All-Star moment will make Drummond’s mother proud

Rod Beard

Auburn Hills — It’s never as good as the first time. The second time is going to be pretty good, though.

Pistons center Andre Drummond is going to make his second All-Star appearance on Sunday night, his second selection in the last three years. It’s something of a rite of passage, as he’ll get to play among his peers, as one of the NBA’s elite.

Drummond is having his best season overall, with 15.1 points, a league-best 15.7 rebounds and career highs in assists (3.6), steals (1.6) and free-throw percentage (63 percent). He was deserving of the selection with the jump in production this year, but he was disappointed when he didn’t make it with the initial coaches vote.

After the Washington Wizards’ John Wall was injured, it opened a spot on LeBron James’ squad for Drummond.

“For me, it felt like it was expected this year. I knew what it would take and I would need this type of year to build my confidence back and my team’s confidence,” Drummond said. “My play throughout the year has really shown that I am an All-Star-caliber player and I have to play like that the rest of the year.”


Drummond, 24, has done well for himself in his sixth season, but the selection is as much an achievement for him as for his mother, Christine.

“When a person like that in your household is (pushing) you to make it,” Drummond said. “(She says) you have to be an All-Star and do this and do that. It’s a goal we set at the beginning of the year, so I really strived for it.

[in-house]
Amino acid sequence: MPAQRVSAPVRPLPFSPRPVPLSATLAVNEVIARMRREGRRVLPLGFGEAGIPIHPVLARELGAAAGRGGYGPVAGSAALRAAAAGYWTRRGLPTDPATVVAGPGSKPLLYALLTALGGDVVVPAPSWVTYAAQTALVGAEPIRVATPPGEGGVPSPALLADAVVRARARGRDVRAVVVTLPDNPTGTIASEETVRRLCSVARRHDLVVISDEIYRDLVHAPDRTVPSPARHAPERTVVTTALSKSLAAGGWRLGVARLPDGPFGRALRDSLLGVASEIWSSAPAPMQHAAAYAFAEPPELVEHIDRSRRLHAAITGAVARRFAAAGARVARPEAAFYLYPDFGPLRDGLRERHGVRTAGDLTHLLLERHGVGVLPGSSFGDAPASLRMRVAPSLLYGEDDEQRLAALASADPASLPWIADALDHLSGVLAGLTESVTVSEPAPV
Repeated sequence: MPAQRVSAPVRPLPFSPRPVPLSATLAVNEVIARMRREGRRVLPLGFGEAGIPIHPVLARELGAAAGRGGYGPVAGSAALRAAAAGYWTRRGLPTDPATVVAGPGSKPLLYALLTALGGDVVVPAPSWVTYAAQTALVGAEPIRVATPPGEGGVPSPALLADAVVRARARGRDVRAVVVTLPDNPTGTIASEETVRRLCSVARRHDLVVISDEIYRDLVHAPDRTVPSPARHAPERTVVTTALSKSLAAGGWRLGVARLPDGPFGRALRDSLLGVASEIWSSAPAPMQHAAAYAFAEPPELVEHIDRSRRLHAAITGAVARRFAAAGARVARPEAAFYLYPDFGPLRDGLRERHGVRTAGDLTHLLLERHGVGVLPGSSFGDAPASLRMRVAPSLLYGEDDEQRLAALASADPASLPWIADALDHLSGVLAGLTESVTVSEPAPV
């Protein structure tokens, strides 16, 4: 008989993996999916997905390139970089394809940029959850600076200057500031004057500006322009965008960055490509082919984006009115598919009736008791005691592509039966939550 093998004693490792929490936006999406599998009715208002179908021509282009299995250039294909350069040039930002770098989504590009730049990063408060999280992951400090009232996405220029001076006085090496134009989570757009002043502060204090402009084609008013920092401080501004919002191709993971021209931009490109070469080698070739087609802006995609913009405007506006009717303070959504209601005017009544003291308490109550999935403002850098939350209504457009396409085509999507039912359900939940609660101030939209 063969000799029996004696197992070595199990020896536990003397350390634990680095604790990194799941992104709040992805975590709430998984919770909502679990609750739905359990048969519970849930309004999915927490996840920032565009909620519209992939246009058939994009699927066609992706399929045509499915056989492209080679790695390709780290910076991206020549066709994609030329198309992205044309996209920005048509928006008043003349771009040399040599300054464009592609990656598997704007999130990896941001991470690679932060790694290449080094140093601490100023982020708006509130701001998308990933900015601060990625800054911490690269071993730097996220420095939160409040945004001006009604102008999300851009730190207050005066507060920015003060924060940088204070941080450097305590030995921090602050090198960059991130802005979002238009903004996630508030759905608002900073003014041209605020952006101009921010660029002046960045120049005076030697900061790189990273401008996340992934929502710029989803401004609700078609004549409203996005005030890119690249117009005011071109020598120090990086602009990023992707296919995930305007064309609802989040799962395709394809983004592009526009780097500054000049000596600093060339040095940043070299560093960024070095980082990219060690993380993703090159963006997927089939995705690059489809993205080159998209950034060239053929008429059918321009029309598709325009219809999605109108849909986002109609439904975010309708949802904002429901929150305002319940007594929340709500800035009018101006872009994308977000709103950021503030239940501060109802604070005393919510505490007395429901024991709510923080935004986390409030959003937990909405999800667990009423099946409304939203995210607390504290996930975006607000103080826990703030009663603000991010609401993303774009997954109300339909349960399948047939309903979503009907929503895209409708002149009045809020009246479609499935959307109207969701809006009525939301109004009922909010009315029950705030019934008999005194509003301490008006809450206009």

“She was really upset when I didn’t make it. It took a toll on me as well because I knew how bad she wanted me to be in it. When we got that phone call that I got in, I was excited for all of us.”

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Drummond received his All-Star jersey at Little Caesars Arena on Wednesday from Pistons general manager Jeff Bower in a pregame ceremony. He reveled in the joy with his teammates, who mobbed him at midcourt in celebration.

Skills abound

Drummond also will participate in the Skills Competition on Saturday night, one of four big men and four guards in the contest. It’s a far cry from the Slam-Dunk Contest appearance he had two years ago — one of the best dunk competitions in history — and finished in fourth place.

The skills competition will be a little easier, highlighting his all-around skill.

“I just have to hit that top-of-the-key 3-pointer — that’s it. everything else, I should be fine with,” Drummond said. “I can pass the ball well and handle the ball well. I have faith in myself so I don’t need to work on that. If I get to halfcourt, it’s going in.”

More than that, it’s an opportunity to be in the NBA’s elite company, with chances to play with the best and be in the spotlight as well.

“You meet different people in all different aspects of life: acting music,” Drummond said. “You go down the list of people who come out for this event, it’s a good marketing and networking thing as well.”